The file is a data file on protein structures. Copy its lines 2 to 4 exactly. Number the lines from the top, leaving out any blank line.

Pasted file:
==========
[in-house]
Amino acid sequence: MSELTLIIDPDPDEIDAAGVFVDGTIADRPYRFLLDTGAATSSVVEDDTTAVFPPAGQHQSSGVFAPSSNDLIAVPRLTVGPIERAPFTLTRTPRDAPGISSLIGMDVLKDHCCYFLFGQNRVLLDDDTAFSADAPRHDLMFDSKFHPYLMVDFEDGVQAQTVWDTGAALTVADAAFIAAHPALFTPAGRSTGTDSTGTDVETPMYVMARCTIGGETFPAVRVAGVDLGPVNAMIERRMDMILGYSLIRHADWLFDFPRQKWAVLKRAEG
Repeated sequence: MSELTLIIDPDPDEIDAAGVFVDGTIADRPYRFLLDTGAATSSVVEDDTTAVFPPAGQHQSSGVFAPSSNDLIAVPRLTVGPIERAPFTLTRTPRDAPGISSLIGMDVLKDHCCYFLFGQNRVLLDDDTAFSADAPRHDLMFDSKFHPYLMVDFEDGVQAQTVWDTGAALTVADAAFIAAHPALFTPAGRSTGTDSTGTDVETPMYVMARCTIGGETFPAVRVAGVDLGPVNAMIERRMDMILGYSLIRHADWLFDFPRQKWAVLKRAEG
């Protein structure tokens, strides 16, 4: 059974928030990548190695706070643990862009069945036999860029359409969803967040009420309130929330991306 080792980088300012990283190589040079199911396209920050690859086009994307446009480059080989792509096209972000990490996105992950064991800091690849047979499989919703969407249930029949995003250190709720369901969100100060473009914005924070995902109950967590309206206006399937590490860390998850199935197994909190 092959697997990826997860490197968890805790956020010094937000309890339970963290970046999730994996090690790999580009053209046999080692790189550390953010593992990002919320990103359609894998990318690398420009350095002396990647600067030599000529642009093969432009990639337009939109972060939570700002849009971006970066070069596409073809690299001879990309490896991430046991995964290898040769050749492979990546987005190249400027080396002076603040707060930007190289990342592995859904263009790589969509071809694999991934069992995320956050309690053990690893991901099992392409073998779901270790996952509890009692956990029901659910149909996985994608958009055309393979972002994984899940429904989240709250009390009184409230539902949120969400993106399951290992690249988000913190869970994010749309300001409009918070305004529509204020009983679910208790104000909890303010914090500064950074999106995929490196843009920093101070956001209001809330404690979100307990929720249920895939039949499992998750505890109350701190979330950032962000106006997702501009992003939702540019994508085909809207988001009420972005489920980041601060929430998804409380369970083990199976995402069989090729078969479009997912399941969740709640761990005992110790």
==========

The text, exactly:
Amino acid sequence: MSELTLIIDPDPDEIDAAGVFVDGTIADRPYRFLLDTGAATSSVVEDDTTAVFPPAGQHQSSGVFAPSSNDLIAVPRLTVGPIERAPFTLTRTPRDAPGISSLIGMDVLKDHCCYFLFGQNRVLLDDDTAFSADAPRHDLMFDSKFHPYLMVDFEDGVQAQTVWDTGAALTVADAAFIAAHPALFTPAGRSTGTDSTGTDVETPMYVMARCTIGGETFPAVRVAGVDLGPVNAMIERRMDMILGYSLIRHADWLFDFPRQKWAVLKRAEG
Repeated sequence: MSELTLIIDPDPDEIDAAGVFVDGTIADRPYRFLLDTGAATSSVVEDDTTAVFPPAGQHQSSGVFAPSSNDLIAVPRLTVGPIERAPFTLTRTPRDAPGISSLIGMDVLKDHCCYFLFGQNRVLLDDDTAFSADAPRHDLMFDSKFHPYLMVDFEDGVQAQTVWDTGAALTVADAAFIAAHPALFTPAGRSTGTDSTGTDVETPMYVMARCTIGGETFPAVRVAGVDLGPVNAMIERRMDMILGYSLIRHADWLFDFPRQKWAVLKRAEG
């Protein structure tokens, strides 16, 4: 059974928030990548190695706070643990862009069945036999860029359409969803967040009420309130929330991306 080792980088300012990283190589040079199911396209920050690859086009994307446009480059080989792509096209972000990490996105992950064991800091690849047979499989919703969407249930029949995003250190709720369901969100100060473009914005924070995902109950967590309206206006399937590490860390998850199935197994909190 092959697997990826997860490197968890805790956020010094937000309890339970963290970046999730994996090690790999580009053209046999080692790189550390953010593992990002919320990103359609894998990318690398420009350095002396990647600067030599000529642009093969432009990639337009939109972060939570700002849009971006970066070069596409073809690299001879990309490896991430046991995964290898040769050749492979990546987005190249400027080396002076603040707060930007190289990342592995859904263009790589969509071809694999991934069992995320956050309690053990690893991901099992392409073998779901270790996952509890009692956990029901659910149909996985994608958009055309393979972002994984899940429904989240709250009390009184409230539902949120969400993106399951290992690249988000913190869970994010749309300001409009918070305004529509204020009983679910208790104000909890303010914090500064950074999106995929490196843009920093101070956001209001809330404690979100307990929720249920895939039949499992998750505890109350701190979330950032962000106006997702501009992003939702540019994508085909809207988001009420972005489920980041601060929430998804409380369970083990199976995402069989090729078969479009997912399941969740709640761990005992110790």